Celebrating Black Business Month


Black Business Month began in 2004 through the efforts of engineering entrepreneur Frederick E. Jordan and the president and executive editor of the oldest black newspaper in America, John William Templeton. Frederick partnered with John to begin the annual event to empower and highlight black business owners who often face unique challenges as minority business owners. Frederick understood the difficulties that black business owners face due to his experience struggling to secure funding and financial backing when he began his business in 1969.

Black people, free and enslaved, have been opening small businesses in the United States since the late 1700s. After emancipation, black business ownership continued growing, leading to what was labeled the “golden age” between 1900-1930. Black-owned business districts developed and grew nationwide during this time, including Black Wall Street in Tulsa, Oklahoma.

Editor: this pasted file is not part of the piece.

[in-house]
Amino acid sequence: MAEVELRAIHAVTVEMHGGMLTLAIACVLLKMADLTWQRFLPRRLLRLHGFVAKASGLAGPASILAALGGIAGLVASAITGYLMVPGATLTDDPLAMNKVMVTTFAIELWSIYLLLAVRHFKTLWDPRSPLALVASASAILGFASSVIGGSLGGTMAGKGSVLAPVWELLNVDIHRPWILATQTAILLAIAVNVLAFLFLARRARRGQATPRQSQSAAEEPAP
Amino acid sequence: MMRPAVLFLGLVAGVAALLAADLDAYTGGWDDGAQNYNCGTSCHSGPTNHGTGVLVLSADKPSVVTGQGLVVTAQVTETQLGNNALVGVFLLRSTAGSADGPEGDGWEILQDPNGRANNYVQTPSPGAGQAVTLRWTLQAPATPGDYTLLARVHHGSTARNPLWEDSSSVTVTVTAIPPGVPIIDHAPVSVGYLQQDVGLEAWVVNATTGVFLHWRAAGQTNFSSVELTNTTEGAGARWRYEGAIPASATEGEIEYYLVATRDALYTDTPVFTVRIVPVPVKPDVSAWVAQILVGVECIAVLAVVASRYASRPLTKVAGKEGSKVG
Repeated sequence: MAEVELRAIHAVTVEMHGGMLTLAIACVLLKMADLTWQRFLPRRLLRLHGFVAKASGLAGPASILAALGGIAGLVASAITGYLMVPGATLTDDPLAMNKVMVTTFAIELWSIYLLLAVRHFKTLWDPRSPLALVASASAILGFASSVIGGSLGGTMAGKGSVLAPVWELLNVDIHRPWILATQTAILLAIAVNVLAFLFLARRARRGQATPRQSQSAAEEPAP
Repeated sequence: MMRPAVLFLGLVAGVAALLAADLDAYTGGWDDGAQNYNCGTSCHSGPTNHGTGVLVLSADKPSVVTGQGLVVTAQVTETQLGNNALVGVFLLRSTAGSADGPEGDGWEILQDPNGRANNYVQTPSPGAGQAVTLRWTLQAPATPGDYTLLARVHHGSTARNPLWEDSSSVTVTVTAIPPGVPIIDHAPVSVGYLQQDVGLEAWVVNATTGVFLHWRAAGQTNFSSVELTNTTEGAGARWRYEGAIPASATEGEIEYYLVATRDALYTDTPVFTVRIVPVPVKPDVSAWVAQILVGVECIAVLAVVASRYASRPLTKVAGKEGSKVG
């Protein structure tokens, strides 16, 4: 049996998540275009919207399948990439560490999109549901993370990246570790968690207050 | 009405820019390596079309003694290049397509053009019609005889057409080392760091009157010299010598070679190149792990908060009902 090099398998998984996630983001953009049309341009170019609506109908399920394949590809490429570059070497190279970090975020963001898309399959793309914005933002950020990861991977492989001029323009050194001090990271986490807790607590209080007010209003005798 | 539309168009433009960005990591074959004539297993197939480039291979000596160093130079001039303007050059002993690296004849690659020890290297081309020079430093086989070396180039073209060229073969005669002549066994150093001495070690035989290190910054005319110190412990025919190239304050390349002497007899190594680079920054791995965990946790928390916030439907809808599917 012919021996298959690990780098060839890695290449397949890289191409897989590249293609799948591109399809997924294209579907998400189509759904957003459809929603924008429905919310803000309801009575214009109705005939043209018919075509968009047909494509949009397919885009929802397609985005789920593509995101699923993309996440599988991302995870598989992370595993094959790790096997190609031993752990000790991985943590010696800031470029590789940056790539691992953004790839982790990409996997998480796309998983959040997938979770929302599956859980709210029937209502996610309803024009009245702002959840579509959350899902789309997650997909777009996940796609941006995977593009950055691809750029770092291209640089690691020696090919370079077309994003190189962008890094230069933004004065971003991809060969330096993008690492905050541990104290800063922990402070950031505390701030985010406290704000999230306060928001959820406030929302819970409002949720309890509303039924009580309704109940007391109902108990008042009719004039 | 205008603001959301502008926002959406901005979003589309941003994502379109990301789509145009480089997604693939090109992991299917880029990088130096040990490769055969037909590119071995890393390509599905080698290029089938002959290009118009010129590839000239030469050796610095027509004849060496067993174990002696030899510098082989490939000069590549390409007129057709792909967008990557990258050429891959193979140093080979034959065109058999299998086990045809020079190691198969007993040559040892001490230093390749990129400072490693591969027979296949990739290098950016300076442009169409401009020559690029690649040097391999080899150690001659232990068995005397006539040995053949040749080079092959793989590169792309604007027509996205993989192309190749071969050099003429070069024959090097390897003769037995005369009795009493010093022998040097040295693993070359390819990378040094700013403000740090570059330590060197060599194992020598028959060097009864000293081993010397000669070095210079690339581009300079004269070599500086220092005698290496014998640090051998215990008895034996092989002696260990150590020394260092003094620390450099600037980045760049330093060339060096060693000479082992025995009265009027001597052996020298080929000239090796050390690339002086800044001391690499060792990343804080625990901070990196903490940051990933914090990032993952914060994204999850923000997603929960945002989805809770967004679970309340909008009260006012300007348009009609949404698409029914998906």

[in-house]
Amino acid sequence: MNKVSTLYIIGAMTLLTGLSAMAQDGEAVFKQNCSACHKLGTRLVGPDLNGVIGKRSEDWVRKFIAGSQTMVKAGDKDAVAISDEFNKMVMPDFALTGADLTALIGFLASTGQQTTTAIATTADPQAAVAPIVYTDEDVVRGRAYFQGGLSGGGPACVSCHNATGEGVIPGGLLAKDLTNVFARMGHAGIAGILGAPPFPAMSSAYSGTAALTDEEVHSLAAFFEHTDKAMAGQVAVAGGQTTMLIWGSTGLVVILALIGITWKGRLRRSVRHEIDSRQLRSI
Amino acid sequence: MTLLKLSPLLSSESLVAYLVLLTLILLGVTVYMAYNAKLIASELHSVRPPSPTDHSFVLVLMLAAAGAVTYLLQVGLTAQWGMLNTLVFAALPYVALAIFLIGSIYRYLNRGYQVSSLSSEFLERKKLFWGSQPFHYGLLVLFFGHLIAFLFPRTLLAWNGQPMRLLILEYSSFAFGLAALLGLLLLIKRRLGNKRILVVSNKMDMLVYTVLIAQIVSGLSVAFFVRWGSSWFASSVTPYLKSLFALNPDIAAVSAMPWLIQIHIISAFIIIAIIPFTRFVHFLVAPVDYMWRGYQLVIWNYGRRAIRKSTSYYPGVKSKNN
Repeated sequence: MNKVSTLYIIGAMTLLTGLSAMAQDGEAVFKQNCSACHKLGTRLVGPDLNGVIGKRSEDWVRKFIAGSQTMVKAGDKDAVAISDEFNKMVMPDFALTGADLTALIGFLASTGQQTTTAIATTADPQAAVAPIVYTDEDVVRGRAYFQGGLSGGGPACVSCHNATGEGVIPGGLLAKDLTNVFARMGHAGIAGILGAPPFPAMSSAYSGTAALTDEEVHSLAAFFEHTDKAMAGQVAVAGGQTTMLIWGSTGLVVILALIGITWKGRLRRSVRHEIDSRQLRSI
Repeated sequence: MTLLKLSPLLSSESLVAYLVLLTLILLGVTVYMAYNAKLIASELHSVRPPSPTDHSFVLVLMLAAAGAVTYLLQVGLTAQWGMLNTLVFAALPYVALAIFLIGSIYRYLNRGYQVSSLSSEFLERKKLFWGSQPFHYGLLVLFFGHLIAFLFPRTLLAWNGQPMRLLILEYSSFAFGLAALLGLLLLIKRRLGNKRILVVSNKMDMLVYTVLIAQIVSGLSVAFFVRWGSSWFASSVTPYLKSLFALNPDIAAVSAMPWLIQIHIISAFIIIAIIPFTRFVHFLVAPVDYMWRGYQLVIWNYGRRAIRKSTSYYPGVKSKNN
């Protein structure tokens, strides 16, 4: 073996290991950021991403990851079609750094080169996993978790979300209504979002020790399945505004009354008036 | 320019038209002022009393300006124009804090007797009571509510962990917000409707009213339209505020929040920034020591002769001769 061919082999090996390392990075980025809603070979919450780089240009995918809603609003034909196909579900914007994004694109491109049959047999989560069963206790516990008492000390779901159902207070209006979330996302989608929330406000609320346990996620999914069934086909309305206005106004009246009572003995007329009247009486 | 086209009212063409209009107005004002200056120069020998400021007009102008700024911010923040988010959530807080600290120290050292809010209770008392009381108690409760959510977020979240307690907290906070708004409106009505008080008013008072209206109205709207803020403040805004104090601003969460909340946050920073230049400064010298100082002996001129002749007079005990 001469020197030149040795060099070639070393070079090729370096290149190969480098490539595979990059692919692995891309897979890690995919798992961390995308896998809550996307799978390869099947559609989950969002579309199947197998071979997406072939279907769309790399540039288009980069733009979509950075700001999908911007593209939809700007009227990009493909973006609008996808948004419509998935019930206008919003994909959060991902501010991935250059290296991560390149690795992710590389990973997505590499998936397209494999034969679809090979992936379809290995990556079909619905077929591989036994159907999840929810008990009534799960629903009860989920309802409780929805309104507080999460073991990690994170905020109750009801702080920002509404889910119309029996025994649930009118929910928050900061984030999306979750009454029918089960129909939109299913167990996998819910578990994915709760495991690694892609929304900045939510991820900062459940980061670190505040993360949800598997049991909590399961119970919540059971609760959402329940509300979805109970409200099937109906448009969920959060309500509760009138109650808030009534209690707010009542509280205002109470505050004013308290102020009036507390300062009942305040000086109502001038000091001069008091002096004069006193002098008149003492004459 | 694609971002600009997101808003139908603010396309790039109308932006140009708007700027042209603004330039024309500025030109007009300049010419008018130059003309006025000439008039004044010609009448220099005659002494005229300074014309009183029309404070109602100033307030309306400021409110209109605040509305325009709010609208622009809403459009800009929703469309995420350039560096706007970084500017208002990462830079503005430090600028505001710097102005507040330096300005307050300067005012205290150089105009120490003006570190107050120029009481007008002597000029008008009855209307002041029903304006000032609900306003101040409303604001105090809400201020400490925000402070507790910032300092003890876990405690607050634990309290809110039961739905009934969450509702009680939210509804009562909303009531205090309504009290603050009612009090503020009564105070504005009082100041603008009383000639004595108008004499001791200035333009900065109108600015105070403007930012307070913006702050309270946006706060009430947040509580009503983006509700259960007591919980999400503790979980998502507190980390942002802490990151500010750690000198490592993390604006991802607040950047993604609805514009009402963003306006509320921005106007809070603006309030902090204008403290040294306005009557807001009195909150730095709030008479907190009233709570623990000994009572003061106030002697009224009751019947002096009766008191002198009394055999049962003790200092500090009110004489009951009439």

Today, 3.12 million businesses are black-owned, which only equates to 2.3% of all businesses in the United States. By recognizing, celebrating, and patronizing black businesses, we pay homage to the legacies and contributions of black people to our economy. It also acknowledges the systemic struggles and inequities that black business owners continue to face.

This month highlights the challenges black-owned businesses face and provides a platform for businesses to grow their enterprises and build wealth for future generations through the support of consumers and proprietors.

To celebrate Black Business Month, check out and visit one of these black-owned businesses in Indianapolis:


Sources here, here, here, and here.